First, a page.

Now, I’m not saying my mother was right, but I may give my daughter the same warning when her time comes.

My husband cracks me up

July 30, 2012

Every night at dinner we go around the table, taking turns sharing something about our day.

Last night Nana had come over. Her dinner news was that a couple of her youngest brother’s daughters and their kids were at MaryAnn’s visiting.

Nana’s brother, the baby of the nine siblings, died unexpectedly of a stroke two New Year’s back. The span of the siblings’ ages was more than 25 years. No one expected Marguerite, the eldest, to outlive the baby, but she did.

When Uncle Donny died, I had that ambivilant feeling of sorrow and anticipation, because a death always means out-of-town family will come, and we will have a big get-together. It means there will be a funeral, and I will get to hear stories about the loved one I’m grieving. I’ll get to sit with cousins and aunts and uncles, with my husband, and clasp hands in comfort.

But there was no service.

This is where the conversation went last night. I started complaining.

“Why do people do that?” Usually, when there’s no service, it’s because there isn’t really any family left. Donny had seven kids and a whole grip of grandkids. “Why would anyone with such a big family say ‘No service’?”

My husband said, “Maybe he had no shirt and no shoes.”

The Candy Lady

July 7, 2012

The school year started today for the area’s year-round schools. This means I could be called in to sub again.

Somehow my stories have given Uncle Mike the impression that I like subbing. I’d like to take this opportunity to disabuse my reading audience of that ridiculous notion.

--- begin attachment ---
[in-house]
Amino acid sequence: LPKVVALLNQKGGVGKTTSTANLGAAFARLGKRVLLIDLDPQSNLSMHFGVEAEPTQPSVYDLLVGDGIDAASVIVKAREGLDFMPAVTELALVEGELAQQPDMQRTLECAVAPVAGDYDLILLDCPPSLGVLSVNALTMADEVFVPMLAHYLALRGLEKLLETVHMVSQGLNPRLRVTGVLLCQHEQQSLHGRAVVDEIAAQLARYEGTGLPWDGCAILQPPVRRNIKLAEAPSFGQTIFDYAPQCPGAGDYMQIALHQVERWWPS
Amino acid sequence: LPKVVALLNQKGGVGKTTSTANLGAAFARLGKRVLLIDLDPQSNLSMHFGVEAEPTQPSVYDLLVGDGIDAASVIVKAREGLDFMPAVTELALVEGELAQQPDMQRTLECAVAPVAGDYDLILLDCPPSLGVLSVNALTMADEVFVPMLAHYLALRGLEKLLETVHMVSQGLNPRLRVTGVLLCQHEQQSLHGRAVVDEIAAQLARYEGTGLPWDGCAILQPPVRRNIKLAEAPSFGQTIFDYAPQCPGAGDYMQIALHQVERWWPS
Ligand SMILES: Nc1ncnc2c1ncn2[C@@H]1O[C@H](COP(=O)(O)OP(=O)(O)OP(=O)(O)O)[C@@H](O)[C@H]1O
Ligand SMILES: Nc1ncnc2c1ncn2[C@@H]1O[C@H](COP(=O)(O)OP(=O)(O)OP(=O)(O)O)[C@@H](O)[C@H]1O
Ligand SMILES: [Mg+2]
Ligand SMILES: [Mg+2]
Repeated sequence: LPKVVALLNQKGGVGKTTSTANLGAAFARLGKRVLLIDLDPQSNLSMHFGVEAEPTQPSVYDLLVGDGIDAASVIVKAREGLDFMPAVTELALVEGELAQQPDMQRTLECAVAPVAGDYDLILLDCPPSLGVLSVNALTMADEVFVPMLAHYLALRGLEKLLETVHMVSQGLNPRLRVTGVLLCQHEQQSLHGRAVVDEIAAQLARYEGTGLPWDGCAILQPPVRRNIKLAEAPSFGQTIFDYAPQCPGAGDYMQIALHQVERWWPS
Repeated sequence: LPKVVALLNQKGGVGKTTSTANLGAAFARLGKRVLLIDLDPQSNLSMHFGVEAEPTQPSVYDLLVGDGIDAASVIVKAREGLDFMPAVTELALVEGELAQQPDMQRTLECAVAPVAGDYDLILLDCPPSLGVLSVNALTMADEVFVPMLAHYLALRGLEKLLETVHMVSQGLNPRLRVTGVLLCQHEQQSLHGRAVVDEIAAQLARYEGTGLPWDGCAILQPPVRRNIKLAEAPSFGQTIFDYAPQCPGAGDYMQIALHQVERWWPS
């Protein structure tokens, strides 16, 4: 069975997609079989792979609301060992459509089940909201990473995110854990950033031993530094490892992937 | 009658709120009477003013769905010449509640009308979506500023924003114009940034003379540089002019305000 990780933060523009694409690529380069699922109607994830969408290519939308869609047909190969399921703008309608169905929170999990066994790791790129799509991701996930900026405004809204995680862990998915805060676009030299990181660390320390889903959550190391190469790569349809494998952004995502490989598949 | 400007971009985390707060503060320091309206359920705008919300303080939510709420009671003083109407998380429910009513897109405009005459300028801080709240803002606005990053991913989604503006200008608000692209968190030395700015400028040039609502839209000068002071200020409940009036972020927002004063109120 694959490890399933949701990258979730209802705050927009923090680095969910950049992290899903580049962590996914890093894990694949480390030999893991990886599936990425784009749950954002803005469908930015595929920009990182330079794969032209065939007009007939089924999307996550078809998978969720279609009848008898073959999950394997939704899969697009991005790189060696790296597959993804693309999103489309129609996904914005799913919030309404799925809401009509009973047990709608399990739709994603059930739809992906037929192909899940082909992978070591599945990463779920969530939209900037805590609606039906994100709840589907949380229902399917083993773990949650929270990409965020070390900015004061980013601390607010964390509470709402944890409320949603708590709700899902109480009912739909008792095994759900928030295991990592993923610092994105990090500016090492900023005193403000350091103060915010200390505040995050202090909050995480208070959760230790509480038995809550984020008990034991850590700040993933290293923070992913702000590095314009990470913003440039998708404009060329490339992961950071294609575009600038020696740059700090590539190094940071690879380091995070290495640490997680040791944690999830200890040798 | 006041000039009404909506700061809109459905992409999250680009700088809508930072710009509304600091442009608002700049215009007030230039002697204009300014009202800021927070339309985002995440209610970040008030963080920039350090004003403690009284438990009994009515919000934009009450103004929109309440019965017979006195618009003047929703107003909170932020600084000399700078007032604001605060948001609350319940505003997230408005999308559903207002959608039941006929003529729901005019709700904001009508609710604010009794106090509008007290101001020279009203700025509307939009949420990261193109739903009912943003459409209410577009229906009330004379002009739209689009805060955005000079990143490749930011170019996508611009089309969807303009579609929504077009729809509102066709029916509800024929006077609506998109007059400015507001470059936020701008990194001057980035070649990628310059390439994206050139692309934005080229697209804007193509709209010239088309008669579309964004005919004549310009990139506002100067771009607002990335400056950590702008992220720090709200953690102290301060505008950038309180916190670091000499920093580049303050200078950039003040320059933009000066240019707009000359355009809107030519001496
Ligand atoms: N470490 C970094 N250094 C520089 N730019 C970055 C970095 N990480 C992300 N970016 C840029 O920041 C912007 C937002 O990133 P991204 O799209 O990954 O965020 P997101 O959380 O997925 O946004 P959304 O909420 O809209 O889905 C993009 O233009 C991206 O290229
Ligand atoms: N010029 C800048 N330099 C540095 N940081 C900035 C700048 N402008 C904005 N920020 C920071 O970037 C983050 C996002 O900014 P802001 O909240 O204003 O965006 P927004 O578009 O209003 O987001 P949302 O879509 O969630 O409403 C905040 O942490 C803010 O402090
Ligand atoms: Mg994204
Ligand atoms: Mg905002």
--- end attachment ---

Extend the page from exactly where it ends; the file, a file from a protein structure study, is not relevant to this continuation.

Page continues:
There’s irony in this story, so I’m starting with a seemingly unrelated scandal.

One of my girlfriends was the PTA president for my daughter’s middle school. We were sitting around at the school one afternoon when I mentioned I didn’t participate in the membership drive because of the reward.

Kids who sold memberships were given candy by the PTA.

By coincidence, the day after my grousing, I got an e-mail from one of the teachers, who also happens to be an old friend.

She reported that somebody called the principal to complain about teachers’ giving candy.

I wasn’t he, but I agreed with the complainer. When I tried to take my son off food coloring, I painstakingly read labels at the store, only to have him come home with pockets full of Jolly Ranchers. Teachers doled them out for correct answers.

The principal told the caller she wasn’t about deprive her teachers of this effective incentive. The parent cited the education code violation and threatened action.

The principal was forced to issue the moratorium, and was bound by policy to protect the caller’s identity. This was bad news for me.

According to my friend’s e-mail, the faculty believed I was the offender. She said she didn’t believe it.

If this is confusing, I’ll clarify some distinctions: The PTA and the school are separate entities. A complaint about the school was a can of worms I did not want to open. What I made was an unofficial mom-to-mom comment about what the PTA was doing, by way of explanation as to why such an involved parent did not buy a PTA membership. Sadly, this was in front of a witness.

I was trapped. The person who knew I was not the guilty party was mum. The person who suspected I was the culprit was telling everybody. The teachers hated me. I was The Anti-Candy Lady.

At the same time, this was going on:

I worked my second day as a substitute teacher — which, please remember, I hate.

The teacher left instructions. ‘There is candy in my desk. Give it to the kids who are helpful.’ I kept this to myself, meaning not to do it.